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North American Ski Resorts Review - Kicking Horse

North American Ski Resorts Review - Kicking Horse Mountain Resort

 

Not so many years ago, the superb terrain encompassed by Kicking Horse Mountain Resort was out of reach for all but a select few. It’s high alpine bowls were the exclusive playground of heli-ski clients and uber-fit backcountry skiers and boarders willing to hike up the heights. 

A couple of rickety old lifts feed people up to the top of the tree line in a weekends-only, local’s hill called Whitetooth, but the slopes above lay largely untouched. Since 2000, for the price of a lift ticket, the whole 2750 acres of this superb terrain is anyone’s playground. And what a place to play....

A fast, eight-person gondola glides up from the base area right to the top of the resort at 2,450 meters in a non-stop twelve-minute trip. At the summit, when the visibility is clear, the views across the Purcell range are some of the most impressive of any ski resort in North America. 

That’s probably why they chose to build a restaurant all the way up there. The Eagle’s Eye isn’t your usual pizza, burger and chill joint; it’s a rather sumptuous eatery with huge glass walls so you can drink in the views while you dine. Certainly worth an extended lunch break.

The way down from the top of the gondola it’s pretty much a case of “pick a line, any line”. The two whole bowls, Crystal to the left and Bowl Over on the right, are all in-bounds. There are only a few marked runs, one to note being a green that meanders a gentle 10 kilometer route from summit to base station. It is the go anywhere freedom that makes Kicking Horse feel like it is still heli-only terrain.

If the gondola-accessed area isn’t enough then there are some hikeable options on the far side of Bowl Over and a vast tract of Feuz Bowl that you can reach from the “Stairway to Heaven” lift.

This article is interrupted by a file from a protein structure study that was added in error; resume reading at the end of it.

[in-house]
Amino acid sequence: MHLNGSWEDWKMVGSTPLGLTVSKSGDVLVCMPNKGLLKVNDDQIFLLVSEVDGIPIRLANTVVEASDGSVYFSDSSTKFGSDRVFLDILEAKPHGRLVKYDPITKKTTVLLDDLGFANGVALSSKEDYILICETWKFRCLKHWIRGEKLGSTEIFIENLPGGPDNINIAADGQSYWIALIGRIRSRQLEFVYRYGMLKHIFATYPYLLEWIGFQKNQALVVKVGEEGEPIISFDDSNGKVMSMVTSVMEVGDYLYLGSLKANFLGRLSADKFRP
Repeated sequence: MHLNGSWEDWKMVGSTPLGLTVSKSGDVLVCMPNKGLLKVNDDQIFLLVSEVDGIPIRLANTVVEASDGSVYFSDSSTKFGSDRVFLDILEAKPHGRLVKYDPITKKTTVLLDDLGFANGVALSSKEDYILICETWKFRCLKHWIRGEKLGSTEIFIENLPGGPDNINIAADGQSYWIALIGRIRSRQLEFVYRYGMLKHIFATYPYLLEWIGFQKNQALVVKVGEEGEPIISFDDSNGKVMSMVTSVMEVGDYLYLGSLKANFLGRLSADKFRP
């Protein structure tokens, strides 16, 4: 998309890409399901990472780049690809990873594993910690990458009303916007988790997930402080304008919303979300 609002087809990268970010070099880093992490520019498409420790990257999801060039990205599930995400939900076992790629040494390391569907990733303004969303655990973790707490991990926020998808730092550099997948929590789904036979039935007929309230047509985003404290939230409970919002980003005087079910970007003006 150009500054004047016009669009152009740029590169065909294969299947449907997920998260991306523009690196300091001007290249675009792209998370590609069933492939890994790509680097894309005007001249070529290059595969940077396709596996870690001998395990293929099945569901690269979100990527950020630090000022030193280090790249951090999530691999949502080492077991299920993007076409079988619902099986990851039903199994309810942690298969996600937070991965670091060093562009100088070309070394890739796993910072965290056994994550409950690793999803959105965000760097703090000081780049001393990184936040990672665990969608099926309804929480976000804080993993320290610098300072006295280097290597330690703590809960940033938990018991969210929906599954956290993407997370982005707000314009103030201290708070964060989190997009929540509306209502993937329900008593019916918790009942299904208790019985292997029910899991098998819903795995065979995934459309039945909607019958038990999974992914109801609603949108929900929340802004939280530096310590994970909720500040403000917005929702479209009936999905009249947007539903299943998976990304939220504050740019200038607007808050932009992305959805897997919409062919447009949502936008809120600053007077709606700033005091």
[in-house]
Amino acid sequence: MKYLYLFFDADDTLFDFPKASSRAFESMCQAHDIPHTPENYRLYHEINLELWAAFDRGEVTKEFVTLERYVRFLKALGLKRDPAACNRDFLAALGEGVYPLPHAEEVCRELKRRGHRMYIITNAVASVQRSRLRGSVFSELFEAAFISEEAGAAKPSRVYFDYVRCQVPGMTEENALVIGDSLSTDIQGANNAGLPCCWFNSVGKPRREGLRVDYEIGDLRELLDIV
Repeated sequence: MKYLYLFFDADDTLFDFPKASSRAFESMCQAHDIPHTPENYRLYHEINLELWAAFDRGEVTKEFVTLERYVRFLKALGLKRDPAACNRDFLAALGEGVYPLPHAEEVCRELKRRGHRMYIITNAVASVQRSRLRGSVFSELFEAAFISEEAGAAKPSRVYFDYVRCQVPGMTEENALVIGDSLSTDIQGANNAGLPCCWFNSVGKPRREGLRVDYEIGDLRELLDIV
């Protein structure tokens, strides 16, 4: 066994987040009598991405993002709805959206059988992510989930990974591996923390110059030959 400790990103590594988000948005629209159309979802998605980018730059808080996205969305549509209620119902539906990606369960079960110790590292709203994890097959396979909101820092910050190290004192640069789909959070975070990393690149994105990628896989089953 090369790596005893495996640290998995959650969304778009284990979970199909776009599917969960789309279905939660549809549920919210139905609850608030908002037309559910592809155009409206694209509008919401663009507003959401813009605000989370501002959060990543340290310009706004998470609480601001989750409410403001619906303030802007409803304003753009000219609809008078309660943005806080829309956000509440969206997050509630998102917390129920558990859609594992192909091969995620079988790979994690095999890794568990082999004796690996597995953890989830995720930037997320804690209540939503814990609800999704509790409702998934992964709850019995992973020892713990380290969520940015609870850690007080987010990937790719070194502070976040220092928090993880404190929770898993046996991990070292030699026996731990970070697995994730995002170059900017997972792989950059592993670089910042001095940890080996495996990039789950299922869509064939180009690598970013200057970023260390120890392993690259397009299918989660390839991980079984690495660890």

Kicking Horse is an exciting and interesting resort, but isn’t the best place for beginners; only 20% of its runs are green. The options for intermediates are limited to a further 20%. This is a resort for advanced and expert skiers and riders. The variety of terrain that will test their skills is excellent.

Arguably the only downside of Kicking Horse is there is only one way up from the base to the top and that is via the gondola. This can be a bit of a pain, as it means there isn’t vast scope for linking a load of runs whilst staying high; eventually you will have to funnel back down, a particular pain at the weekend when the queue is longer. That said, like most West Coast Canadian resorts, by European standards, even the busy days aren’t particularly crowded.

The base area is comparatively small with only a handful of bars and restaurants. It is constantly expanding, but more après action will be found 14 kilometers down the mountain in the town of Golden. It’s not a chi-chi place; it a local town with a hard working logging tradition strung out along a valley it shares with railway lines and a highway, but there are quite a few decent places to eat, drink and be merry.

Read more on Kicking Horse Mountain Resort.

©Huw J. Williams 2012

 

 

 

Resorts: 
Kicking Horse
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